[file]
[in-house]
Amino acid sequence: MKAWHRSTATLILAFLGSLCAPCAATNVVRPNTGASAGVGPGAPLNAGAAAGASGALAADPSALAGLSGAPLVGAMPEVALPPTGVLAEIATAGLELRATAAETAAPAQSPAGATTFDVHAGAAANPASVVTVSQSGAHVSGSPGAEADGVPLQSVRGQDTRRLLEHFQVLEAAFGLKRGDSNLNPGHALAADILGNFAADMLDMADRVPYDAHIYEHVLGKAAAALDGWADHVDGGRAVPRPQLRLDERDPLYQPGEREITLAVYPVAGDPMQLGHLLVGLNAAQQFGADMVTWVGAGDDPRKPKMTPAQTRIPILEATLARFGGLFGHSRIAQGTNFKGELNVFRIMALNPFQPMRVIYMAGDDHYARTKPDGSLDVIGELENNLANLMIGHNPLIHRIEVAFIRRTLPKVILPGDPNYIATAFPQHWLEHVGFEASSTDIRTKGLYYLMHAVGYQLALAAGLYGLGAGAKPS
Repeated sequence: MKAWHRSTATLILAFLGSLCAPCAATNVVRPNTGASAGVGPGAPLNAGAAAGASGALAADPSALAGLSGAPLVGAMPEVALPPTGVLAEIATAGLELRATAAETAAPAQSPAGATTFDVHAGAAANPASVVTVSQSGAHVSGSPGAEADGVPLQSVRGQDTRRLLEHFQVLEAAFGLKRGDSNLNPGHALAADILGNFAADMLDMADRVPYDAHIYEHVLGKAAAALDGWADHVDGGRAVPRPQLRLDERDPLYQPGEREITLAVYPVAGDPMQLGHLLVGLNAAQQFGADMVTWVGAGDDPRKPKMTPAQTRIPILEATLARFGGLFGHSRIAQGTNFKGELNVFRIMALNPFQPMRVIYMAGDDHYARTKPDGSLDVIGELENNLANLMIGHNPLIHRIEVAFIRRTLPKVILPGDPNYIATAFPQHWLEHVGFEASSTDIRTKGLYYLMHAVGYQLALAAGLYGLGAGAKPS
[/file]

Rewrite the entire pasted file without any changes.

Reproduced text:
[in-house]
Amino acid sequence: MKAWHRSTATLILAFLGSLCAPCAATNVVRPNTGASAGVGPGAPLNAGAAAGASGALAADPSALAGLSGAPLVGAMPEVALPPTGVLAEIATAGLELRATAAETAAPAQSPAGATTFDVHAGAAANPASVVTVSQSGAHVSGSPGAEADGVPLQSVRGQDTRRLLEHFQVLEAAFGLKRGDSNLNPGHALAADILGNFAADMLDMADRVPYDAHIYEHVLGKAAAALDGWADHVDGGRAVPRPQLRLDERDPLYQPGEREITLAVYPVAGDPMQLGHLLVGLNAAQQFGADMVTWVGAGDDPRKPKMTPAQTRIPILEATLARFGGLFGHSRIAQGTNFKGELNVFRIMALNPFQPMRVIYMAGDDHYARTKPDGSLDVIGELENNLANLMIGHNPLIHRIEVAFIRRTLPKVILPGDPNYIATAFPQHWLEHVGFEASSTDIRTKGLYYLMHAVGYQLALAAGLYGLGAGAKPS
Repeated sequence: MKAWHRSTATLILAFLGSLCAPCAATNVVRPNTGASAGVGPGAPLNAGAAAGASGALAADPSALAGLSGAPLVGAMPEVALPPTGVLAEIATAGLELRATAAETAAPAQSPAGATTFDVHAGAAANPASVVTVSQSGAHVSGSPGAEADGVPLQSVRGQDTRRLLEHFQVLEAAFGLKRGDSNLNPGHALAADILGNFAADMLDMADRVPYDAHIYEHVLGKAAAALDGWADHVDGGRAVPRPQLRLDERDPLYQPGEREITLAVYPVAGDPMQLGHLLVGLNAAQQFGADMVTWVGAGDDPRKPKMTPAQTRIPILEATLARFGGLFGHSRIAQGTNFKGELNVFRIMALNPFQPMRVIYMAGDDHYARTKPDGSLDVIGELENNLANLMIGHNPLIHRIEVAFIRRTLPKVILPGDPNYIATAFPQHWLEHVGFEASSTDIRTKGLYYLMHAVGYQLALAAGLYGLGAGAKPS